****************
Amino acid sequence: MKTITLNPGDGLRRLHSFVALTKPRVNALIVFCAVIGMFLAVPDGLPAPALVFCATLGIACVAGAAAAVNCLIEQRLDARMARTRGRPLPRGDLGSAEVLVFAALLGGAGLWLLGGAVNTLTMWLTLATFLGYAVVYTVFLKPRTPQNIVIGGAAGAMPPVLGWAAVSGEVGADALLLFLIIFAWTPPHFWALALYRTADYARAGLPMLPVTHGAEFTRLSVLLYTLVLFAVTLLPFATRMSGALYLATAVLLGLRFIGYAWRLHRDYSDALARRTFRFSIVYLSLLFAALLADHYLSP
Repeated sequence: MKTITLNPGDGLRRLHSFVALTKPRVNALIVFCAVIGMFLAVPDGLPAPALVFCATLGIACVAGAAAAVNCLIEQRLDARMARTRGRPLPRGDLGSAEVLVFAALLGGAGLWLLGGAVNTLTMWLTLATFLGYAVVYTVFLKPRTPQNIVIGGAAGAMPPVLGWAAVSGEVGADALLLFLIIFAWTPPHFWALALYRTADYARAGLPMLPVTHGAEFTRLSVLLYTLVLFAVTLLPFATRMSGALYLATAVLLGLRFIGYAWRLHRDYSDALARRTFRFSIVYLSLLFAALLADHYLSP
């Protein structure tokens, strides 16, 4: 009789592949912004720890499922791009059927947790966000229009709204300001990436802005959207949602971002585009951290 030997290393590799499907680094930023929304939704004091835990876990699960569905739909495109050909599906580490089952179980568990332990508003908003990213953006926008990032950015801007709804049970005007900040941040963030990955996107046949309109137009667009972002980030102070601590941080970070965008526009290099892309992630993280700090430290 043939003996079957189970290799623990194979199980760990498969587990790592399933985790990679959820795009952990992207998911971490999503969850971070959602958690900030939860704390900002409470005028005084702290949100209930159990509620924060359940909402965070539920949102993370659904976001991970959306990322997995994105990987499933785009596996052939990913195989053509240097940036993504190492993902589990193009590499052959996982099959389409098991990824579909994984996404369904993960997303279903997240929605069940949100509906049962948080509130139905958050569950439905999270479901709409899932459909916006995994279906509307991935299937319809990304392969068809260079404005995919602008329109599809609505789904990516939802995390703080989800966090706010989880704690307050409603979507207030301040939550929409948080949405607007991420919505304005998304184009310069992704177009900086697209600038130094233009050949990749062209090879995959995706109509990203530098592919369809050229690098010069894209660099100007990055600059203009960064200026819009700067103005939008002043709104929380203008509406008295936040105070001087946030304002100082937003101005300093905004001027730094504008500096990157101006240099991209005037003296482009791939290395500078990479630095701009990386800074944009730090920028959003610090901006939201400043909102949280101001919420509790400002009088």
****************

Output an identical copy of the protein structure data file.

Amino acid sequence: MKTITLNPGDGLRRLHSFVALTKPRVNALIVFCAVIGMFLAVPDGLPAPALVFCATLGIACVAGAAAAVNCLIEQRLDARMARTRGRPLPRGDLGSAEVLVFAALLGGAGLWLLGGAVNTLTMWLTLATFLGYAVVYTVFLKPRTPQNIVIGGAAGAMPPVLGWAAVSGEVGADALLLFLIIFAWTPPHFWALALYRTADYARAGLPMLPVTHGAEFTRLSVLLYTLVLFAVTLLPFATRMSGALYLATAVLLGLRFIGYAWRLHRDYSDALARRTFRFSIVYLSLLFAALLADHYLSP
Repeated sequence: MKTITLNPGDGLRRLHSFVALTKPRVNALIVFCAVIGMFLAVPDGLPAPALVFCATLGIACVAGAAAAVNCLIEQRLDARMARTRGRPLPRGDLGSAEVLVFAALLGGAGLWLLGGAVNTLTMWLTLATFLGYAVVYTVFLKPRTPQNIVIGGAAGAMPPVLGWAAVSGEVGADALLLFLIIFAWTPPHFWALALYRTADYARAGLPMLPVTHGAEFTRLSVLLYTLVLFAVTLLPFATRMSGALYLATAVLLGLRFIGYAWRLHRDYSDALARRTFRFSIVYLSLLFAALLADHYLSP
């Protein structure tokens, strides 16, 4: 009789592949912004720890499922791009059927947790966000229009709204300001990436802005959207949602971002585009951290 030997290393590799499907680094930023929304939704004091835990876990699960569905739909495109050909599906580490089952179980568990332990508003908003990213953006926008990032950015801007709804049970005007900040941040963030990955996107046949309109137009667009972002980030102070601590941080970070965008526009290099892309992630993280700090430290 043939003996079957189970290799623990194979199980760990498969587990790592399933985790990679959820795009952990992207998911971490999503969850971070959602958690900030939860704390900002409470005028005084702290949100209930159990509620924060359940909402965070539920949102993370659904976001991970959306990322997995994105990987499933785009596996052939990913195989053509240097940036993504190492993902589990193009590499052959996982099959389409098991990824579909994984996404369904993960997303279903997240929605069940949100509906049962948080509130139905958050569950439905999270479901709409899932459909916006995994279906509307991935299937319809990304392969068809260079404005995919602008329109599809609505789904990516939802995390703080989800966090706010989880704690307050409603979507207030301040939550929409948080949405607007991420919505304005998304184009310069992704177009900086697209600038130094233009050949990749062209090879995959995706109509990203530098592919369809050229690098010069894209660099100007990055600059203009960064200026819009700067103005939008002043709104929380203008509406008295936040105070001087946030304002100082937003101005300093905004001027730094504008500096990157101006240099991209005037003296482009791939290395500078990479630095701009990386800074944009730090920028959003610090901006939201400043909102949280101001919420509790400002009088």